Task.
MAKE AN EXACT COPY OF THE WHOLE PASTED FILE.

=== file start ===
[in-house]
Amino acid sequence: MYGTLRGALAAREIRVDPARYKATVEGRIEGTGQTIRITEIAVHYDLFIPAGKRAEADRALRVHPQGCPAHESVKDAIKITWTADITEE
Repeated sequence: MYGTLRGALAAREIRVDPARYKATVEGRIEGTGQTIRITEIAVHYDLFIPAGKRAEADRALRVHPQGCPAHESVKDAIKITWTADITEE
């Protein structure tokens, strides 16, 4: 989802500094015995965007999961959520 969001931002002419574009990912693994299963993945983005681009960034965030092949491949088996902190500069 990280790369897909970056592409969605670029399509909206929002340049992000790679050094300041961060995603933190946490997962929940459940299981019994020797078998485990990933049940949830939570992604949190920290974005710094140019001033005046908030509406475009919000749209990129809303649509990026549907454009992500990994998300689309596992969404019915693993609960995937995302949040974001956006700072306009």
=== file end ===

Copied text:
[in-house]
Amino acid sequence: MYGTLRGALAAREIRVDPARYKATVEGRIEGTGQTIRITEIAVHYDLFIPAGKRAEADRALRVHPQGCPAHESVKDAIKITWTADITEE
Repeated sequence: MYGTLRGALAAREIRVDPARYKATVEGRIEGTGQTIRITEIAVHYDLFIPAGKRAEADRALRVHPQGCPAHESVKDAIKITWTADITEE
């Protein structure tokens, strides 16, 4: 989802500094015995965007999961959520 969001931002002419574009990912693994299963993945983005681009960034965030092949491949088996902190500069 990280790369897909970056592409969605670029399509909206929002340049992000790679050094300041961060995603933190946490997962929940459940299981019994020797078998485990990933049940949830939570992604949190920290974005710094140019001033005046908030509406475009919000749209990129809303649509990026549907454009992500990994998300689309596992969404019915693993609960995937995302949040974001956006700072306009």